Bryant himself had other places he’d rather be. About the time he was walking into the courthouse, his Lakers teammates would be having a shootaround to prepare for Friday night’s game against the Denver Nuggets back in Los Angeles.
Public vs. private
Prosecutors, Bryant’s defense attorneys and the attorney for the alleged victim and her family are pushing to close the parts of the hearing that would deal with the alleged victim’s medical history and any conversations with counselors.
Attorneys for media organizations asked that everything remain open.
Ruckriegle said trial courts must usually make rulings in a matter of seconds, or perhaps minutes. He said he once took as long as an hour.
This one will take weeks.
Ruckriegle ordered attorneys for both sides to provide written briefs supporting their positions for his review. It will take at least 21 days for him to hand down his decision, he said.
In the meantime, after the press and public were shooed out of the courtroom Friday afternoon, Ruckriegle and the attorneys met to discuss those nine witnesses and what their testimony would be.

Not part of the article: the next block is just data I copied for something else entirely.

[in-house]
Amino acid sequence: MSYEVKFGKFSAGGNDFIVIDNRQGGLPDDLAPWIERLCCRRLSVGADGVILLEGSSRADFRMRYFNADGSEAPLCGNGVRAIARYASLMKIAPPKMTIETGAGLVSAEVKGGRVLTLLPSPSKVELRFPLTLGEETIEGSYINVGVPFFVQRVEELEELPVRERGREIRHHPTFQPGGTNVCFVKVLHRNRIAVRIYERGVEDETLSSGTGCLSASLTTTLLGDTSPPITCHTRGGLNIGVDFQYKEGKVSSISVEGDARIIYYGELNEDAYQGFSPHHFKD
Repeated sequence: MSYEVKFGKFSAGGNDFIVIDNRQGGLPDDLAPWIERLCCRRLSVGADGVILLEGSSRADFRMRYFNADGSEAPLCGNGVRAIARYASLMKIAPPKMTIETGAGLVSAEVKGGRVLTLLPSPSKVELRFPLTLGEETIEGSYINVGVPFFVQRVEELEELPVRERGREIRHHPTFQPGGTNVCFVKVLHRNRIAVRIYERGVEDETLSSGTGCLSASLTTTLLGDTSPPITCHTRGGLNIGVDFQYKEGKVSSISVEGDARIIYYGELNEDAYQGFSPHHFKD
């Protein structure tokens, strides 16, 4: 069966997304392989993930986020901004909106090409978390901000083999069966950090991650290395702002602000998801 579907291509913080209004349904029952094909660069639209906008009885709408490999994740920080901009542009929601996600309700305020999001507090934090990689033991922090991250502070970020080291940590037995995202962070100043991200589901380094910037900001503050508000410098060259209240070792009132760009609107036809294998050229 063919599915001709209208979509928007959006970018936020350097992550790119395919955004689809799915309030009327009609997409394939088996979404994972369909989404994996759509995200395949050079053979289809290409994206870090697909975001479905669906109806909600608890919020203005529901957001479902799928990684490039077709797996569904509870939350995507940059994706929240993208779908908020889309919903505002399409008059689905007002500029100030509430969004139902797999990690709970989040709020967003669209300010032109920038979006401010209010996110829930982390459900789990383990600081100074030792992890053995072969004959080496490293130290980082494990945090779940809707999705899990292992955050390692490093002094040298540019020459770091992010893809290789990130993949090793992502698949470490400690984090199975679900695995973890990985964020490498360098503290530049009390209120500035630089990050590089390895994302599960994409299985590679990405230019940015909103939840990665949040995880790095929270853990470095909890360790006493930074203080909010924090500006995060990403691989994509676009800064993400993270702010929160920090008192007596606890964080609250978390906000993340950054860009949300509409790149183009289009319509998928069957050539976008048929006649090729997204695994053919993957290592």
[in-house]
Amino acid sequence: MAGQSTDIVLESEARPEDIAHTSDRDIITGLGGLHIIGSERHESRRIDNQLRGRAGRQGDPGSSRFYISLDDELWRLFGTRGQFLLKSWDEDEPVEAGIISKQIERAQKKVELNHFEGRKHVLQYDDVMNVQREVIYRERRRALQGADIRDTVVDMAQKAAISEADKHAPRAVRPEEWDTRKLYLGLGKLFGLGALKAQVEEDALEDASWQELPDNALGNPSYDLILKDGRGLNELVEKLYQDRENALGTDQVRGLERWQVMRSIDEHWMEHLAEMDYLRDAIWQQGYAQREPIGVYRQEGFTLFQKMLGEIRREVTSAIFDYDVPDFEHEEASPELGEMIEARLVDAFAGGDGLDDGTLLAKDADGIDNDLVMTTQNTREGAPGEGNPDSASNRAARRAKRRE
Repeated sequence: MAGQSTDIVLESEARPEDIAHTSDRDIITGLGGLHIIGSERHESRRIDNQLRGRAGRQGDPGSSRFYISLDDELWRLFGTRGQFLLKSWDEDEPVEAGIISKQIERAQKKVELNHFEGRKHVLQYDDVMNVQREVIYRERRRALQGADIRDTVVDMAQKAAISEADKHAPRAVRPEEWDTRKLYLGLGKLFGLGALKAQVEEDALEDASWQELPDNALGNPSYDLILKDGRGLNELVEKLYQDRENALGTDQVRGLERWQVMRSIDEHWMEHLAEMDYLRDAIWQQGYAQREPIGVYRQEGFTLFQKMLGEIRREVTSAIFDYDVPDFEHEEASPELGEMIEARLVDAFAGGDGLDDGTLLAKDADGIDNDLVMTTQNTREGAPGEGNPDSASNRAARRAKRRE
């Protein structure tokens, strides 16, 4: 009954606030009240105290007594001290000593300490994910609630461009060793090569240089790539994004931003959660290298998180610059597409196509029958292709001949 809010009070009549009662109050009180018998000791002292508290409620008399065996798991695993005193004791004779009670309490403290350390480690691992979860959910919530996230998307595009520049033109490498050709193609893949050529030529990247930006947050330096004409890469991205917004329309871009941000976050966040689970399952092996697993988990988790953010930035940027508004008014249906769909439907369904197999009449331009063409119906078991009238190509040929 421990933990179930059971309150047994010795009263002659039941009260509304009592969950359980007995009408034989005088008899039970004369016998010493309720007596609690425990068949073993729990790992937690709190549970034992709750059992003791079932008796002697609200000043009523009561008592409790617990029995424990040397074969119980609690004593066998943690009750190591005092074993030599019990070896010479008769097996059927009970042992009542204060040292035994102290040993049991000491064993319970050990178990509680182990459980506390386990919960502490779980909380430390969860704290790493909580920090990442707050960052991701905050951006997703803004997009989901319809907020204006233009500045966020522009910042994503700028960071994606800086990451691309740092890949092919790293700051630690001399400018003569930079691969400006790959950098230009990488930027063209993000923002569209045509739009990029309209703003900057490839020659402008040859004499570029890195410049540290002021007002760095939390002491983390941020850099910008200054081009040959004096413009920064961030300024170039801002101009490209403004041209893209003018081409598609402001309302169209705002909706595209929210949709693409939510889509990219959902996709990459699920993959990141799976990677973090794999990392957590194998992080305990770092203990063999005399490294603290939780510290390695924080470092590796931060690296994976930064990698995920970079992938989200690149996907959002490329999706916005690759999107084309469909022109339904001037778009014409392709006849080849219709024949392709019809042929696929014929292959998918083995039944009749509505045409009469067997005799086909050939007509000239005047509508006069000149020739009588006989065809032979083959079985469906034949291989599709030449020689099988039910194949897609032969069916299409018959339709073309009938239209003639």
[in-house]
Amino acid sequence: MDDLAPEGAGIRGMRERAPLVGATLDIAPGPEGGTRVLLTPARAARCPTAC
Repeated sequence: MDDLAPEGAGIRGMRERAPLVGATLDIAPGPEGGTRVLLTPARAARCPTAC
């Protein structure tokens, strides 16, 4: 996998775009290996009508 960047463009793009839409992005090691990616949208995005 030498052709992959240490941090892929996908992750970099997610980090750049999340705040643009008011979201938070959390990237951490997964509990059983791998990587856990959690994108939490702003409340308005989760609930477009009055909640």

“To the untrained eye it might seem these are issues not important enough to warrant attention,” Ruckriegle said. “To the court they are of the utmost importance.”
Defense co-counsel Hal Haddon said they have nine witnesses ready to testify. Those witnesses include the alleged victim’s mother and several acquaintances from her Eagle home and Greeley, where she attended college last school year. All those witnesses will be back to testify during the next motions hearing, Jan. 23, whether or not the public is allowed to be present.
Haddon said Bryant’s defense team had no problems with closing the hearing during the testimony.
Prosecutor Ingrid Bakke said the District Attorney’s Office didn’t know until Friday what information the defense attorneys were seeking but that during a pre-hearing conference the defense alluded to medical records, as well as 911 tapes the defense wanted to play for the court. The defense obtained those tapes from the Vail dispatch center.
Bakke said the information expected to be gleaned from those witnesses is not relevant and should not be allowed at all, let alone testified to during open court with the public and press present.